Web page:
DOCTOR WHO: ELEVENTH DOCTOR #3.2 ISSUES NUMBER ONE AND TWO
In Titan Comics latest series of Eleventh Doctor adventures, they take several premises that could be taken to the next level, since it is being put into a comics medium, and gone to a lot of unique places. Instead, they have downgraded the Doctor and played it safe at the start of this new story.
Partially narrated from the perspective of his companion, Alice, our favorite skinny man (this incarnation of The Doctor’s nickname) is stuck in a cycle of well-known gags and concepts from the TV series. In Issue One, the Doctor and his companion has retrieved a package from one of the Doctor’s friends, (implied to be a parallel version of David Bowie), and are running from a bunch of cloned mono-vocabulary British citizens, while in a monster truck. After a stunt hat involves driving off a bridge and into the TARDIS, the duo goes in search of answers connected to The Doctor’s friend. After attending the friend’s funeral, the conversation we have heard many times on the show about The Doctor’s immortality, age, and time traveling gets put through the motions again, but, this time in word balloon form. They then proceed to find out what is happening on a mysterious planet hat leads into issue two.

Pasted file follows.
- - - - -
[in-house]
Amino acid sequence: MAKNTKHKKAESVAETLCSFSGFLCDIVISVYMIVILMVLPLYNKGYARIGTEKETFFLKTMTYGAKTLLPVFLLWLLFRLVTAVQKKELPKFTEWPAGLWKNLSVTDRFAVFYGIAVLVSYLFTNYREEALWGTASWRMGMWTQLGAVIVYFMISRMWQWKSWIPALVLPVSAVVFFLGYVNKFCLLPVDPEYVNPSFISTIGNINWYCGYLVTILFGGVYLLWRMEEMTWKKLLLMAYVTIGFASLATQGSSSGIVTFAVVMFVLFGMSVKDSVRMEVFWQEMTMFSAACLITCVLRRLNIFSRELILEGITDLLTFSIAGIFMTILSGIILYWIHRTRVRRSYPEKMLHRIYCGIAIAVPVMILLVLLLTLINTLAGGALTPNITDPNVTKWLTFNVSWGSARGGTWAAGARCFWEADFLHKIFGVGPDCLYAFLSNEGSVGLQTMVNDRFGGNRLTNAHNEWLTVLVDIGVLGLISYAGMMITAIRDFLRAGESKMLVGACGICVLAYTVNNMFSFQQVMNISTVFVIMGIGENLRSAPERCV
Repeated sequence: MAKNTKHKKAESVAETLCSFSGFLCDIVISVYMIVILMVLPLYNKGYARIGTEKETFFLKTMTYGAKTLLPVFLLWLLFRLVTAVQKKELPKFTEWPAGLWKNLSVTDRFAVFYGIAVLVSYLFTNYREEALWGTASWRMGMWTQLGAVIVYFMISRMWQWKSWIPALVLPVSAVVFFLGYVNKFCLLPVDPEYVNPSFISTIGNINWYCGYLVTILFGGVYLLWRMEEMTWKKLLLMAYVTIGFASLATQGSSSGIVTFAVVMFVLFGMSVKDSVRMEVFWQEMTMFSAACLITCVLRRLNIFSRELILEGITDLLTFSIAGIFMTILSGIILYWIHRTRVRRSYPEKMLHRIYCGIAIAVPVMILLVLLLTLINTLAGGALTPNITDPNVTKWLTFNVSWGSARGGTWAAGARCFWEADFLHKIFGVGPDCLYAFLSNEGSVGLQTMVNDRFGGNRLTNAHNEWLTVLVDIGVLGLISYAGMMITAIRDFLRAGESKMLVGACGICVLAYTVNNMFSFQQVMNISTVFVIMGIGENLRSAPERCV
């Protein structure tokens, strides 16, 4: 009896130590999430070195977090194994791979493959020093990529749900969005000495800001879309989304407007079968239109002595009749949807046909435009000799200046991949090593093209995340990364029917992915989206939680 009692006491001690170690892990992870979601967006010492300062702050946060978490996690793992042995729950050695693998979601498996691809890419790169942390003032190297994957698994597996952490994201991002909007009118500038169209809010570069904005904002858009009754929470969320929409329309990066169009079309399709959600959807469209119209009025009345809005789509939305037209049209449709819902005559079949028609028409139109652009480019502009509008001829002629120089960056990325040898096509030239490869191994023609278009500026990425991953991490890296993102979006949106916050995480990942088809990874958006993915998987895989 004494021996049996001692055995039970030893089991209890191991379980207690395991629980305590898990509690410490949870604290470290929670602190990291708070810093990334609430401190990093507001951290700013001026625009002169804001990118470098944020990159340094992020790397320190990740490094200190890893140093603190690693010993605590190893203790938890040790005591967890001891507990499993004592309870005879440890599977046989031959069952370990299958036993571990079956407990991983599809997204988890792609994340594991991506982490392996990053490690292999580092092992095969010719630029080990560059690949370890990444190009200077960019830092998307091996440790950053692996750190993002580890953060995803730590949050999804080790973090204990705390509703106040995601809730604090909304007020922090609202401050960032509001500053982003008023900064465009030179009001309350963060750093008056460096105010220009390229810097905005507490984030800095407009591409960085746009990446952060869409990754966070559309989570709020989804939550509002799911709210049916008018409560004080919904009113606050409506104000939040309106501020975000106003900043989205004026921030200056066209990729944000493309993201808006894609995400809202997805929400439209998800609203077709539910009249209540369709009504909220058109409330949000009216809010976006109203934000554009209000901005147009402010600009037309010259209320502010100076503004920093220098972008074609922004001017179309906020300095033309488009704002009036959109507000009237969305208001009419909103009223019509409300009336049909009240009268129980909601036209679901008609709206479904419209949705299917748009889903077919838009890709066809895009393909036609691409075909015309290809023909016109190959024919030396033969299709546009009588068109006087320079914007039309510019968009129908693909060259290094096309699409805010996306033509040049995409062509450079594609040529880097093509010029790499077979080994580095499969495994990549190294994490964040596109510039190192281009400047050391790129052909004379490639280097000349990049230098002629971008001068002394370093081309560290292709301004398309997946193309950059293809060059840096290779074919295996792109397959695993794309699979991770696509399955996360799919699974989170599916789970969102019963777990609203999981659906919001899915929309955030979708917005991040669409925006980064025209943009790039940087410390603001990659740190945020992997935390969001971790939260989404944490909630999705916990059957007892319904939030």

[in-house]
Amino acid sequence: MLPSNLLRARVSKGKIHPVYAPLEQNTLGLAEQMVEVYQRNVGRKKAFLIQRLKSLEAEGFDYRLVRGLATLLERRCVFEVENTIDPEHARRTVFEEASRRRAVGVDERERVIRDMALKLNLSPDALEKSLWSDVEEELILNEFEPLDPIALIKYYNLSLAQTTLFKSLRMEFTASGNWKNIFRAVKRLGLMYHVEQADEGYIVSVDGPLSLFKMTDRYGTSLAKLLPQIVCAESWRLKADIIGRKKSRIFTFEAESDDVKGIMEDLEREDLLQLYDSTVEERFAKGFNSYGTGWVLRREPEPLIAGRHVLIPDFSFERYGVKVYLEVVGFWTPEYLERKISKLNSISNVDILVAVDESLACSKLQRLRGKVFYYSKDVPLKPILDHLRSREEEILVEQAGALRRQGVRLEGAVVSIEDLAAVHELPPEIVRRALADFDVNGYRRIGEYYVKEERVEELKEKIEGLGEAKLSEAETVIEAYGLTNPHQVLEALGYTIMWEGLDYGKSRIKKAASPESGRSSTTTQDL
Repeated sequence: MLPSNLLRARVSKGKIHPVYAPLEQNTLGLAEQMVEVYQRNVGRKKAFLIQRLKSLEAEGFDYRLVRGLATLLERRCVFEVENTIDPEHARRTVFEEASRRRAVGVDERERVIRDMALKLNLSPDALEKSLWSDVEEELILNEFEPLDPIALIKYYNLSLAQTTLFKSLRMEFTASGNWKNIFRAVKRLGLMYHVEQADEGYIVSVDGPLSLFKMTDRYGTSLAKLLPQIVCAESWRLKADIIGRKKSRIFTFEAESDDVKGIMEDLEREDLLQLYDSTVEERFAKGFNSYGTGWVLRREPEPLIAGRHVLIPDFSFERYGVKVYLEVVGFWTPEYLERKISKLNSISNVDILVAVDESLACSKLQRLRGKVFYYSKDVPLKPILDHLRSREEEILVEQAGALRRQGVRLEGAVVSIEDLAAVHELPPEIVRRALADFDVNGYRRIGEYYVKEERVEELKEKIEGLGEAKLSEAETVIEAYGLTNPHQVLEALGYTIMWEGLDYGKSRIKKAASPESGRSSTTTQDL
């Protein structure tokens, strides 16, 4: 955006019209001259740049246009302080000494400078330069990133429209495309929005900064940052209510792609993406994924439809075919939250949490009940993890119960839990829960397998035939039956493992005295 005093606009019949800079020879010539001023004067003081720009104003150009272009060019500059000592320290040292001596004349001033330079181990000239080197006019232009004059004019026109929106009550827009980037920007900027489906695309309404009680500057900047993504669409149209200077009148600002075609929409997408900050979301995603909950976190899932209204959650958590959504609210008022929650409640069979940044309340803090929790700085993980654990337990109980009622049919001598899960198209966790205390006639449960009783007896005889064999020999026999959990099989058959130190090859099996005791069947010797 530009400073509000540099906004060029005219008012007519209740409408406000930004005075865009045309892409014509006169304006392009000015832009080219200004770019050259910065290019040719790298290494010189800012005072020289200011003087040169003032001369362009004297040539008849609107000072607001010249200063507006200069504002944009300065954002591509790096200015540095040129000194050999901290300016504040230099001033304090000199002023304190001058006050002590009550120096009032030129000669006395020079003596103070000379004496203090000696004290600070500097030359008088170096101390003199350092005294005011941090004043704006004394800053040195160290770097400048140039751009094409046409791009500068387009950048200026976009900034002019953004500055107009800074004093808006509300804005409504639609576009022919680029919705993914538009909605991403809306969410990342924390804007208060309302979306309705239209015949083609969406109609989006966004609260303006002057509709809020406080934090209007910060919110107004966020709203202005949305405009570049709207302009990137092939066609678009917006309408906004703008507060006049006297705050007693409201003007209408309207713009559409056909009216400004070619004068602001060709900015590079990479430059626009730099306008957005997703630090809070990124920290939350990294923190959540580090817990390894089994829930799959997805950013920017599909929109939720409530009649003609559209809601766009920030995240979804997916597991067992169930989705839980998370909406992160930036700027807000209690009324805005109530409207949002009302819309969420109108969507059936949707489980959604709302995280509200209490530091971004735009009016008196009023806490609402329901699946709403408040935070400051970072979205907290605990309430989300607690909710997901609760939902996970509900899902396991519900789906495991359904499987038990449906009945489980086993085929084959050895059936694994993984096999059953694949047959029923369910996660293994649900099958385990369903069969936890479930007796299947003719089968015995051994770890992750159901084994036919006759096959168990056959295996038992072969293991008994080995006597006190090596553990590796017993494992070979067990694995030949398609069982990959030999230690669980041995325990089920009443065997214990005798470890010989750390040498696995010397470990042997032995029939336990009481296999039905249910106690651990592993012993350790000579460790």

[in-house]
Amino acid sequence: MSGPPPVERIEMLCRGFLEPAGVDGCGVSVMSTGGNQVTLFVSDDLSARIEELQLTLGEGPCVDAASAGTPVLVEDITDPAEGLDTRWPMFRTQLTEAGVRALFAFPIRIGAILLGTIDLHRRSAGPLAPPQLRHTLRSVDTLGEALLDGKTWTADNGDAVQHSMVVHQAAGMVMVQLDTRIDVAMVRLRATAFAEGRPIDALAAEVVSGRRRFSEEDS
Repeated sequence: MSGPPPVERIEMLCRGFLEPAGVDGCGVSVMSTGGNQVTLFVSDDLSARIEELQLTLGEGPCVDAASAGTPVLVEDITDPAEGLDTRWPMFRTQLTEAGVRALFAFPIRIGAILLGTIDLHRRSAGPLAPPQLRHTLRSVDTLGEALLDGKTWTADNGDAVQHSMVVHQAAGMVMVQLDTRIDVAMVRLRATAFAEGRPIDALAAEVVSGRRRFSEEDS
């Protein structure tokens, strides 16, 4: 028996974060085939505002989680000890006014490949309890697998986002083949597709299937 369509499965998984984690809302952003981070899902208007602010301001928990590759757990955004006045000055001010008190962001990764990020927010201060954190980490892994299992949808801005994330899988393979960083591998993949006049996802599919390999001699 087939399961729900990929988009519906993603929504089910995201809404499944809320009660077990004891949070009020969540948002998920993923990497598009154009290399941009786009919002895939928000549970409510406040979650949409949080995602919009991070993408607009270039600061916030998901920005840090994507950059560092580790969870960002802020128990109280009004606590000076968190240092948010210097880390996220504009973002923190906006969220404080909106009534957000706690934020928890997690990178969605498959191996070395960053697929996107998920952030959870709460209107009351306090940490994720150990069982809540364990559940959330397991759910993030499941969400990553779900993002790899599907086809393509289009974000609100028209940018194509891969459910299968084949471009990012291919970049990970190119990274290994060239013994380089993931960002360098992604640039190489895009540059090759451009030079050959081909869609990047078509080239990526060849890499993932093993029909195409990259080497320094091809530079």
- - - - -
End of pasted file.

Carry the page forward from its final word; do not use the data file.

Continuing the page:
In Issue Two, the mysterious planet has been taken over by a member of The Silence, who wants to be known by embedding himself in everyone’s memories. He plugs Alice and The Doctor into an evil looking gadget, and several pages of thoughts, memories, and full of attitude from The Doctor are drawn out for the reader. The TARDIS again is used as a Deus Ex Machina to save our heroes from certain death. The bad guy seems to be dealt with, while The Doctor winds up with a new sad, sentient, super weapon he has to deal with, that leads into the next issue.
With this medium and opportunity to involve new concepts and ideas, this licensed book seemed to recycle Matt Smith’s run as the Doctor rather than having a fresh take on it. ALthough , there are parameters that have to be maintained within the property, it is dissapointing that rather than an original idea for the best known modern-era Doctor, we get more of the same old sonic-screwdriver built blandness.